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The Economic Times
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| 21 September, 2020, 04:38 AM IST | E-Paper


    'Sebi is right on multi-cap funds'

    Multi-cap funds gained currency with investors out of disillusionment with mid-cap and small-cap funds, which they have realised can be stomach-churning volatile.

    Should you switch from multi cap to large & mid cap funds?

    ETMutualFunds.com regularly asks mutual fund advisors and financial planners every...

    Should you stop your SIP in multi cap mutual funds?

    Some mutual fund advisors are indeed asking their clients to hold on to their investments...

    • In the absence of clarity on which multi cap funds will continue being in the category and how the new norms would impact returns, investment advisors are recommending clients to consider other equity categories such as large- and mid-cap funds or focussed funds.

      Investors must wait for fund houses themselves to take action, as the extent of changes may not be as drastic as is being considered.

      According to industry estimates, 19 out of the 33 schemes in the multi-cap category have assets of less than Rs 1,000 crore. A study of the portfolios of these 19 schemes shows that they hold 11% in small caps on an average.

      Large & mid cap mutual fund category was the first victim of Sebi’s strict categorisation norms that were introduced three years ago. Many mutual fund advisors struggled to explain the large & mid cap category, mandated to invest 35% each in large cap and mid cap stocks.

      The move is expected to force fund managers of multi cap schemes to bring down their exposure to large cap stocks and move money to small caps and mid caps.

      According to the new norms, a multi cap scheme will have to invest a minimum of 75% of their total assets in the equity and equity-related instruments.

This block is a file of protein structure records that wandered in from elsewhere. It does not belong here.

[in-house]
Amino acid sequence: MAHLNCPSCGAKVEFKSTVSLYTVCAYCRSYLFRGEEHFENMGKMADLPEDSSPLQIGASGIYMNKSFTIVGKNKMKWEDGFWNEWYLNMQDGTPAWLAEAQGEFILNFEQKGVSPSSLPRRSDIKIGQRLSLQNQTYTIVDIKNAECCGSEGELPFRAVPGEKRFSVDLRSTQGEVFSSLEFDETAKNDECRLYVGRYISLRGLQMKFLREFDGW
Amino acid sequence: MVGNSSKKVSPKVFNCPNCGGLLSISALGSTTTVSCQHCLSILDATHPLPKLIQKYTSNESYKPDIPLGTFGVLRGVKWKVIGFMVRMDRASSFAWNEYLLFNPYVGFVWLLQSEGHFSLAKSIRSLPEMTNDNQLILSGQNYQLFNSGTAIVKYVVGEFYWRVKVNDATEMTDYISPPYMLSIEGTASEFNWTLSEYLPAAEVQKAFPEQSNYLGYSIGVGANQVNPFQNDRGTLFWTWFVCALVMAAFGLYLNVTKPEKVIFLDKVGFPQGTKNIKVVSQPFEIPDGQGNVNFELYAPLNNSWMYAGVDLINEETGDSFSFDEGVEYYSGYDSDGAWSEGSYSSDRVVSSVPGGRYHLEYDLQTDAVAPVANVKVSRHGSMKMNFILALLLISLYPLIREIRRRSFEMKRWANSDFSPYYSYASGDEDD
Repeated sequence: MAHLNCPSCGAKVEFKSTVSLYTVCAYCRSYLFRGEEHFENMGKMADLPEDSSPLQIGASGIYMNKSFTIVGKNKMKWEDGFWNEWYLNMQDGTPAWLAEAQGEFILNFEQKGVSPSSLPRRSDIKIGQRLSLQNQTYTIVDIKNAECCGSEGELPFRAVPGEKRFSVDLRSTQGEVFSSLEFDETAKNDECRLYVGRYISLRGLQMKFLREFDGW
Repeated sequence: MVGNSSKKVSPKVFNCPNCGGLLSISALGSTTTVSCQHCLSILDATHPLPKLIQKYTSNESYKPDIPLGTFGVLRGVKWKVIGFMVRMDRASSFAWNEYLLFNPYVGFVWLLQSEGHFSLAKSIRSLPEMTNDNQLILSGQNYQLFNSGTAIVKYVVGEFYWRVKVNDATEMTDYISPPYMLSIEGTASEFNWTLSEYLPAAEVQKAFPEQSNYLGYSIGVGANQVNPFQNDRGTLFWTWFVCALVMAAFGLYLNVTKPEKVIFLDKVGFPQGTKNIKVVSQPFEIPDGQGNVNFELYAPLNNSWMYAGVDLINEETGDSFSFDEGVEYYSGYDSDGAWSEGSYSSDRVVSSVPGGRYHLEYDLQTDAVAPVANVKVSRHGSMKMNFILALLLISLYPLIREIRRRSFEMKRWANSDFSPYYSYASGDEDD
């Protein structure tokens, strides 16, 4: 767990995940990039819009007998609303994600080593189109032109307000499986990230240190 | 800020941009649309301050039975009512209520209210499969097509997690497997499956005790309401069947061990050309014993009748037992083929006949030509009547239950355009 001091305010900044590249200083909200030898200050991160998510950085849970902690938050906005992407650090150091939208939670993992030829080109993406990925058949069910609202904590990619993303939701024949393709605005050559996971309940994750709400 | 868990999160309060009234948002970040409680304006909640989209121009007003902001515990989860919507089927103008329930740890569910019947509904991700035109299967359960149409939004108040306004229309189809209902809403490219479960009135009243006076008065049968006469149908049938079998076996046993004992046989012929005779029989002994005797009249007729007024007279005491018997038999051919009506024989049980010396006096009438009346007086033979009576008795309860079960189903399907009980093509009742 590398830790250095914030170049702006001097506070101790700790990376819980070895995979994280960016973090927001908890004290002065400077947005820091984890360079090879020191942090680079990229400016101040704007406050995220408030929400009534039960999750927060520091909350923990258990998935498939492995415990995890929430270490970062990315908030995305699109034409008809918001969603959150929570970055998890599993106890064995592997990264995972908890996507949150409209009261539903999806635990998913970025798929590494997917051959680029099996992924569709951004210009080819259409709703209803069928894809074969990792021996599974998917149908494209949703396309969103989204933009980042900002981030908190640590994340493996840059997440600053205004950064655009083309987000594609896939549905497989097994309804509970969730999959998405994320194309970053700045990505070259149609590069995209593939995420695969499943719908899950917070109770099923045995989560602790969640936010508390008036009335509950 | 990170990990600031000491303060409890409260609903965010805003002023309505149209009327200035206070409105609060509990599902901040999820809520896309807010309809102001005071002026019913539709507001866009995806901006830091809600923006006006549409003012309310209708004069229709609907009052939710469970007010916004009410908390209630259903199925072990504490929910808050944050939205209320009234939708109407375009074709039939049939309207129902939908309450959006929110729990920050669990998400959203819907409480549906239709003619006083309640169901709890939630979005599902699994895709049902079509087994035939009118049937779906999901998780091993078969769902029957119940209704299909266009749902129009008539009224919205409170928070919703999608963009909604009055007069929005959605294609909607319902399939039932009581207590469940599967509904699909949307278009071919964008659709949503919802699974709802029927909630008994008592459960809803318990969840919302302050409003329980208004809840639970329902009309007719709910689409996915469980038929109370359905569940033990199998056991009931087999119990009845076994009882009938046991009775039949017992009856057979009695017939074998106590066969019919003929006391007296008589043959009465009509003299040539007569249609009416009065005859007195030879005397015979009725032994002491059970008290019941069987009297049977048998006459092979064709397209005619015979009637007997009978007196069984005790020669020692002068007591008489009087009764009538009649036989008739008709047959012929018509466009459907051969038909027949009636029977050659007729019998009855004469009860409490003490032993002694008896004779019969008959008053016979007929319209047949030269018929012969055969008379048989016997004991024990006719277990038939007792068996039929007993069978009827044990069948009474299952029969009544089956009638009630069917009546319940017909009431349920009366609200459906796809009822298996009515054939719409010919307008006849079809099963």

The Securities and Exchange Board of India (Sebi) clarified late on Sunday that mutual funds are free to choose the way by which they want to comply with the revised investment rules for multi-cap funds such as merger or conversion to a different scheme.

      The new Sebi norms will make multi cap mutual fund schemes riskier than they are now. According to the new norms, multi cap schemes are mandated to invest 75% of the total assets equally divided between stocks in three market capitalisations.

      Do not take any immediate decision - to exit/reduce/switch - on your multi-cap funds. It is better to wait for more clarity on how each fund house is planning to handle this transition and then decide on a case to case basis.

      These fund managers are only acutely aware of the frequent disruptions in recent years—on account of demonetisation, the introduction of GST, trade wars and more— and how these have reshaped business environment.

      “We will not recommend multicap funds till clarity emerges. We will allocate money to other categories such as a mix of large, large and mid, or small cap based on investor needs,” says Amol Joshi, Founder, Plan rupee Investment services.

      The market regulator’s clarification came on the back of its Friday order that said, by January 2021, all multi-cap funds should have at least 75% of its corpus in equities — up from 65% earlier — to be equally invested in large-, mid- and small-cap stocks.

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    The Economic Times